The entire world of A View from the Bridge is male dominated. As such, there's a lot of talk about what a real man is supposed to be like. The main character's ideas seem to be pretty traditional: big, strong, silent, hardworking. Things that he considers distinctly unmanly include: singing, sewing, cooking, and dancing. Don't get us wrong, the play doesn't champion these opinions. It just points out that they're there.
Questions About Men and Masculinity
Would Rodolpho be considered unmanly today? How have attitudes changed toward gender roles? How are they the same?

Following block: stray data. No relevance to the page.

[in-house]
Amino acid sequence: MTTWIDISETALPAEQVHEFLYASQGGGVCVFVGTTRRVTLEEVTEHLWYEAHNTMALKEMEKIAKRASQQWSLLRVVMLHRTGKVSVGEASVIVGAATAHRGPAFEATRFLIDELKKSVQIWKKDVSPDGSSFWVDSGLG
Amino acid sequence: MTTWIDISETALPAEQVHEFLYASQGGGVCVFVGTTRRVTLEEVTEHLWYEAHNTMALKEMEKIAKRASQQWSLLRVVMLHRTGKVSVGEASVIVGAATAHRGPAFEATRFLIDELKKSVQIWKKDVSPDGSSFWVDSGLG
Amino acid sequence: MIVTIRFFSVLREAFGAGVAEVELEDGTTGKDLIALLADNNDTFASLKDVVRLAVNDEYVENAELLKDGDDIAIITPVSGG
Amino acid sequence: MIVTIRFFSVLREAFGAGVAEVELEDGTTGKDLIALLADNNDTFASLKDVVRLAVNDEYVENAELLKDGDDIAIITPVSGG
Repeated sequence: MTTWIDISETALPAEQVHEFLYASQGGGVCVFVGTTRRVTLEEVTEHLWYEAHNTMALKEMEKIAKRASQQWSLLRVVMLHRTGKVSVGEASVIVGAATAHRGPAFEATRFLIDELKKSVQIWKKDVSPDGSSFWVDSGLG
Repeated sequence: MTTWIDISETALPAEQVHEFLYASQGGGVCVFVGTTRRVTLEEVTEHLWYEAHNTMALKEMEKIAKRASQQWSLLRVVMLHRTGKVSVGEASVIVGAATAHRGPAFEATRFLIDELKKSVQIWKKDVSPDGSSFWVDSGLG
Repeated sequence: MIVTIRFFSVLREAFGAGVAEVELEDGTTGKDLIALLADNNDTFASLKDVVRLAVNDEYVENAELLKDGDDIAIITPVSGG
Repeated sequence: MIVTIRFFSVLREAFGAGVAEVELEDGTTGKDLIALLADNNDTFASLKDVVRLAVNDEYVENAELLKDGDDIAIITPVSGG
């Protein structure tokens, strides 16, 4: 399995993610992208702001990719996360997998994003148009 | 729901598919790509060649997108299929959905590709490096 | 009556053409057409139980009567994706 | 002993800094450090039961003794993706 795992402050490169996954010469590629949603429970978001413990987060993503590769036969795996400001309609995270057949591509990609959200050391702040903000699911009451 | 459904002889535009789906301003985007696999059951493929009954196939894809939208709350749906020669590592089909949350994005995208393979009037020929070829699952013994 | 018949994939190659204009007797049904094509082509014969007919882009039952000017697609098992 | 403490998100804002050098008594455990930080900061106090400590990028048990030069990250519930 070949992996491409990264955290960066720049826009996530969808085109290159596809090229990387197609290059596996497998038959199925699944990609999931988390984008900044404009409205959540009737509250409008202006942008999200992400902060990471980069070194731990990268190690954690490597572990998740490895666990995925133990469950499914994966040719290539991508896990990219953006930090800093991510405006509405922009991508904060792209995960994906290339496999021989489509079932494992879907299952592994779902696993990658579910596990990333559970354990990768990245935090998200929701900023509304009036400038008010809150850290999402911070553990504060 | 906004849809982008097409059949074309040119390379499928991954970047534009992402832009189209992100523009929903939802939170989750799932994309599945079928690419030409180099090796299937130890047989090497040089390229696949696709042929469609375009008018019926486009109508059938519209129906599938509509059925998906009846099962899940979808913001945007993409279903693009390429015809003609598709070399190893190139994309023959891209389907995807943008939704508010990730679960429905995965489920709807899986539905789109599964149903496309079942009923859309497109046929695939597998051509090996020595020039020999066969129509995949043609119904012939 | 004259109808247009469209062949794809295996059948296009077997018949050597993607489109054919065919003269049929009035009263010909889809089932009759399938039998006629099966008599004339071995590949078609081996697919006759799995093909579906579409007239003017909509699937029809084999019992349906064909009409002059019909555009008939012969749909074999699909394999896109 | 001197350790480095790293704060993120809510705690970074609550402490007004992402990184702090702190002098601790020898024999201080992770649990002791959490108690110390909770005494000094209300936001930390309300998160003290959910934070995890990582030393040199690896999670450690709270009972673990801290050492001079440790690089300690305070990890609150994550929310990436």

In what ways do the men in the play try to dominate each other?
How would Eddie's opinion of Rodolpho be different if the boy was more like Marco?
What actions does Eddie take that could be considered un-masculine?
Chew on This
It's ironic that Eddie kisses Rodolpho to emasculate the young man.
In order to be a "man" in 1950s America, you had to maintain a certain level of dominance and power.